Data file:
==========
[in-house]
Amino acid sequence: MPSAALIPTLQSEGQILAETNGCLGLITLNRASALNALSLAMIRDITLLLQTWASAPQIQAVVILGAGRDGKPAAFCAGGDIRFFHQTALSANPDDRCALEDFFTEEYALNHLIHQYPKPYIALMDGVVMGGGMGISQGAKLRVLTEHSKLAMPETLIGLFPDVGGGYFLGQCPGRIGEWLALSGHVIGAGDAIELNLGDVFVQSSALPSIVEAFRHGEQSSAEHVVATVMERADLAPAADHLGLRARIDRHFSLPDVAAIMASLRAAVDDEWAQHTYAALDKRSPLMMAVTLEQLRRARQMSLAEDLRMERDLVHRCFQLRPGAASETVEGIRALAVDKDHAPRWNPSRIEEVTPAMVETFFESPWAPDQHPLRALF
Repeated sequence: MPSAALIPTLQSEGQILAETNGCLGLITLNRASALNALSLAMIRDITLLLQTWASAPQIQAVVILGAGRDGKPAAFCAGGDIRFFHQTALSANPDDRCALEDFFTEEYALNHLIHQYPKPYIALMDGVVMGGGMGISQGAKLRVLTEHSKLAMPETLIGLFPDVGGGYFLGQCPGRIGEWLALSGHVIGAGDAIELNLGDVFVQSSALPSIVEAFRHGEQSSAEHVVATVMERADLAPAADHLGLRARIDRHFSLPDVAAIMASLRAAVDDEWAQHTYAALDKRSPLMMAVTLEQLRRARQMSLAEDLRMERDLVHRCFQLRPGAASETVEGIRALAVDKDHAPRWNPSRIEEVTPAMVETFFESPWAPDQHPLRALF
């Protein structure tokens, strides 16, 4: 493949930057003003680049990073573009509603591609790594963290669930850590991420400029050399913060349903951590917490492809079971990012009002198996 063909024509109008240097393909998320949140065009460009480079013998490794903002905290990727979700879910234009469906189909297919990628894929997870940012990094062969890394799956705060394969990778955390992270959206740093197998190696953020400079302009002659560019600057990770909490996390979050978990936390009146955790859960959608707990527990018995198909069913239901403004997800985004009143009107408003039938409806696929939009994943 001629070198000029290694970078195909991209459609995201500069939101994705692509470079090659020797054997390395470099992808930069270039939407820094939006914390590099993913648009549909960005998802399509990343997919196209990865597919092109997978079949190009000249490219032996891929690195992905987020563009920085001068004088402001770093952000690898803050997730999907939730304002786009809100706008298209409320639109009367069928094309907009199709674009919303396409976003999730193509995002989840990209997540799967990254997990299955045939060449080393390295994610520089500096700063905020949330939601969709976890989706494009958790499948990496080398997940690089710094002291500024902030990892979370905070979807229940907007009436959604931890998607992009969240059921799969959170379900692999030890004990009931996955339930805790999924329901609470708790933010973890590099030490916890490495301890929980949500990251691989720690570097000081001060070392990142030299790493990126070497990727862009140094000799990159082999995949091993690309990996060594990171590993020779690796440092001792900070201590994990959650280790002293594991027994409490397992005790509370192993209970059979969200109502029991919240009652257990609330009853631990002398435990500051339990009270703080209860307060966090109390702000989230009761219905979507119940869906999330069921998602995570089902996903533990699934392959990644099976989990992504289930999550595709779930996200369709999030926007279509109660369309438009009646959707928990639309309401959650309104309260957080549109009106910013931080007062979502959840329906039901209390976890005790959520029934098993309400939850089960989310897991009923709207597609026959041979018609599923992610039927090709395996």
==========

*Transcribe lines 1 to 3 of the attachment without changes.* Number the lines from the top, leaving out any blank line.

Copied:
[in-house]
Amino acid sequence: MPSAALIPTLQSEGQILAETNGCLGLITLNRASALNALSLAMIRDITLLLQTWASAPQIQAVVILGAGRDGKPAAFCAGGDIRFFHQTALSANPDDRCALEDFFTEEYALNHLIHQYPKPYIALMDGVVMGGGMGISQGAKLRVLTEHSKLAMPETLIGLFPDVGGGYFLGQCPGRIGEWLALSGHVIGAGDAIELNLGDVFVQSSALPSIVEAFRHGEQSSAEHVVATVMERADLAPAADHLGLRARIDRHFSLPDVAAIMASLRAAVDDEWAQHTYAALDKRSPLMMAVTLEQLRRARQMSLAEDLRMERDLVHRCFQLRPGAASETVEGIRALAVDKDHAPRWNPSRIEEVTPAMVETFFESPWAPDQHPLRALF
Repeated sequence: MPSAALIPTLQSEGQILAETNGCLGLITLNRASALNALSLAMIRDITLLLQTWASAPQIQAVVILGAGRDGKPAAFCAGGDIRFFHQTALSANPDDRCALEDFFTEEYALNHLIHQYPKPYIALMDGVVMGGGMGISQGAKLRVLTEHSKLAMPETLIGLFPDVGGGYFLGQCPGRIGEWLALSGHVIGAGDAIELNLGDVFVQSSALPSIVEAFRHGEQSSAEHVVATVMERADLAPAADHLGLRARIDRHFSLPDVAAIMASLRAAVDDEWAQHTYAALDKRSPLMMAVTLEQLRRARQMSLAEDLRMERDLVHRCFQLRPGAASETVEGIRALAVDKDHAPRWNPSRIEEVTPAMVETFFESPWAPDQHPLRALF